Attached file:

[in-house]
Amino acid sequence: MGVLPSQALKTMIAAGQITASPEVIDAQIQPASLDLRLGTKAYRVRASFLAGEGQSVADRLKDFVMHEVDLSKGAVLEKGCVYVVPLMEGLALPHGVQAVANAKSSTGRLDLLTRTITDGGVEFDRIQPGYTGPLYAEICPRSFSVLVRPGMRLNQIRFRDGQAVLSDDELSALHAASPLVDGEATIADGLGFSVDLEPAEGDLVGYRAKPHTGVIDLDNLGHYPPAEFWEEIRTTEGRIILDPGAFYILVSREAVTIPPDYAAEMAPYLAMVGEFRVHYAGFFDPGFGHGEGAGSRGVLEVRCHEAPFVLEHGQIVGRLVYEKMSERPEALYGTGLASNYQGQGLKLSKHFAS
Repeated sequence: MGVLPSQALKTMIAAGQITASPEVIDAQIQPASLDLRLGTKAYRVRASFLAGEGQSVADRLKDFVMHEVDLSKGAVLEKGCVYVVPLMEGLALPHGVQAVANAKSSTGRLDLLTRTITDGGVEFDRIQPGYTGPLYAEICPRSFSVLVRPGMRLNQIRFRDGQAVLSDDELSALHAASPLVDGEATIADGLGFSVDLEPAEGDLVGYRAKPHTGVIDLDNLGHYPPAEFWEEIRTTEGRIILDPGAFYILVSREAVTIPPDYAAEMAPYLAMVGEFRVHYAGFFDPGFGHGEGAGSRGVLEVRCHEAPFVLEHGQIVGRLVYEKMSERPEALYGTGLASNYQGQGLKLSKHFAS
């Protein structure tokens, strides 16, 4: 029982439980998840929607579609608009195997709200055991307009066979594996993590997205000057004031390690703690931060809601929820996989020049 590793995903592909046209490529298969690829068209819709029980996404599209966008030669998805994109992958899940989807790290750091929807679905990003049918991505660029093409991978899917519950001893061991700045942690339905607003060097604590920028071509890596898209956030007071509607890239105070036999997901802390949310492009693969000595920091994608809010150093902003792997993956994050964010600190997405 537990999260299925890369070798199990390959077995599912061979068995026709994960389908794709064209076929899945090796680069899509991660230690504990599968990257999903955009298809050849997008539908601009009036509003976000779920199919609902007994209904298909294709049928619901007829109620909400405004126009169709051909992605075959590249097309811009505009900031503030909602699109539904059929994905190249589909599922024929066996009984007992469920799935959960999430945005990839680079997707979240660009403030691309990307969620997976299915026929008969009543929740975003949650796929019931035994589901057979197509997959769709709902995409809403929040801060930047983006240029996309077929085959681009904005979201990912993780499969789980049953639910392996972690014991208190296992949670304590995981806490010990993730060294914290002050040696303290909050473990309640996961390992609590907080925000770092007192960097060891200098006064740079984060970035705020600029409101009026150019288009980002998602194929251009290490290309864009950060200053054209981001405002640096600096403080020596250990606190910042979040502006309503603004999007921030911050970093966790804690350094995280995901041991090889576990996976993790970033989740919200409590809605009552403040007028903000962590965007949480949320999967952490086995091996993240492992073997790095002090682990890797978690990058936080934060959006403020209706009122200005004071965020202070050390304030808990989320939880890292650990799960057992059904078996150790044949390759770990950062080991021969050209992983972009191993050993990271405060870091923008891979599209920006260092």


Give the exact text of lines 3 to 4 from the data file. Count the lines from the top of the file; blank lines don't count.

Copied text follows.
Repeated sequence: MGVLPSQALKTMIAAGQITASPEVIDAQIQPASLDLRLGTKAYRVRASFLAGEGQSVADRLKDFVMHEVDLSKGAVLEKGCVYVVPLMEGLALPHGVQAVANAKSSTGRLDLLTRTITDGGVEFDRIQPGYTGPLYAEICPRSFSVLVRPGMRLNQIRFRDGQAVLSDDELSALHAASPLVDGEATIADGLGFSVDLEPAEGDLVGYRAKPHTGVIDLDNLGHYPPAEFWEEIRTTEGRIILDPGAFYILVSREAVTIPPDYAAEMAPYLAMVGEFRVHYAGFFDPGFGHGEGAGSRGVLEVRCHEAPFVLEHGQIVGRLVYEKMSERPEALYGTGLASNYQGQGLKLSKHFAS
């Protein structure tokens, strides 16, 4: 029982439980998840929607579609608009195997709200055991307009066979594996993590997205000057004031390690703690931060809601929820996989020049 590793995903592909046209490529298969690829068209819709029980996404599209966008030669998805994109992958899940989807790290750091929807679905990003049918991505660029093409991978899917519950001893061991700045942690339905607003060097604590920028071509890596898209956030007071509607890239105070036999997901802390949310492009693969000595920091994608809010150093902003792997993956994050964010600190997405 537990999260299925890369070798199990390959077995599912061979068995026709994960389908794709064209076929899945090796680069899509991660230690504990599968990257999903955009298809050849997008539908601009009036509003976000779920199919609902007994209904298909294709049928619901007829109620909400405004126009169709051909992605075959590249097309811009505009900031503030909602699109539904059929994905190249589909599922024929066996009984007992469920799935959960999430945005990839680079997707979240660009403030691309990307969620997976299915026929008969009543929740975003949650796929019931035994589901057979197509997959769709709902995409809403929040801060930047983006240029996309077929085959681009904005979201990912993780499969789980049953639910392996972690014991208190296992949670304590995981806490010990993730060294914290002050040696303290909050473990309640996961390992609590907080925000770092007192960097060891200098006064740079984060970035705020600029409101009026150019288009980002998602194929251009290490290309864009950060200053054209981001405002640096600096403080020596250990606190910042979040502006309503603004999007921030911050970093966790804690350094995280995901041991090889576990996976993790970033989740919200409590809605009552403040007028903000962590965007949480949320999967952490086995091996993240492992073997790095002090682990890797978690990058936080934060959006403020209706009122200005004071965020202070050390304030808990989320939880890292650990799960057992059904078996150790044949390759770990950062080991021969050209992983972009191993050993990271405060870091923008891979599209920006260092």